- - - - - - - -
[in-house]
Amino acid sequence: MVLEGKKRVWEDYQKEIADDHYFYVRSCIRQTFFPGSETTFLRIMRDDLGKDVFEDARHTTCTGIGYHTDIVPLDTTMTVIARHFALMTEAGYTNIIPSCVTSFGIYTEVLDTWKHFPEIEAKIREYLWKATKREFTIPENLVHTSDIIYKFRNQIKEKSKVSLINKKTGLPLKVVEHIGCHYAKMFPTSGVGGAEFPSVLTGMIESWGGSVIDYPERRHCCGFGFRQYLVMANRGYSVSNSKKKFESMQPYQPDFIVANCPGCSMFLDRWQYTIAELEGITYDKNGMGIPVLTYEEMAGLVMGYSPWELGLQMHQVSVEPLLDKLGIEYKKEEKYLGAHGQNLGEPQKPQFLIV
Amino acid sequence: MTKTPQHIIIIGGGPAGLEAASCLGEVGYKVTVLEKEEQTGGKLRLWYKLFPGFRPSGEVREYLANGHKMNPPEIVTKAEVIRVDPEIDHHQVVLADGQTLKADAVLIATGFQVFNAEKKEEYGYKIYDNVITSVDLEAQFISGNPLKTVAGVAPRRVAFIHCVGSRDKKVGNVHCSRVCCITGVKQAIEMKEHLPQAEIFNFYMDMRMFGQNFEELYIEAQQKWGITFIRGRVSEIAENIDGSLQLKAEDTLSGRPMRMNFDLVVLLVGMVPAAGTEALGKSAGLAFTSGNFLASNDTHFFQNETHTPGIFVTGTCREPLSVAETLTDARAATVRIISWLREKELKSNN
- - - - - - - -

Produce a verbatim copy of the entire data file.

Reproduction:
[in-house]
Amino acid sequence: MVLEGKKRVWEDYQKEIADDHYFYVRSCIRQTFFPGSETTFLRIMRDDLGKDVFEDARHTTCTGIGYHTDIVPLDTTMTVIARHFALMTEAGYTNIIPSCVTSFGIYTEVLDTWKHFPEIEAKIREYLWKATKREFTIPENLVHTSDIIYKFRNQIKEKSKVSLINKKTGLPLKVVEHIGCHYAKMFPTSGVGGAEFPSVLTGMIESWGGSVIDYPERRHCCGFGFRQYLVMANRGYSVSNSKKKFESMQPYQPDFIVANCPGCSMFLDRWQYTIAELEGITYDKNGMGIPVLTYEEMAGLVMGYSPWELGLQMHQVSVEPLLDKLGIEYKKEEKYLGAHGQNLGEPQKPQFLIV
Amino acid sequence: MTKTPQHIIIIGGGPAGLEAASCLGEVGYKVTVLEKEEQTGGKLRLWYKLFPGFRPSGEVREYLANGHKMNPPEIVTKAEVIRVDPEIDHHQVVLADGQTLKADAVLIATGFQVFNAEKKEEYGYKIYDNVITSVDLEAQFISGNPLKTVAGVAPRRVAFIHCVGSRDKKVGNVHCSRVCCITGVKQAIEMKEHLPQAEIFNFYMDMRMFGQNFEELYIEAQQKWGITFIRGRVSEIAENIDGSLQLKAEDTLSGRPMRMNFDLVVLLVGMVPAAGTEALGKSAGLAFTSGNFLASNDTHFFQNETHTPGIFVTGTCREPLSVAETLTDARAATVRIISWLREKELKSNN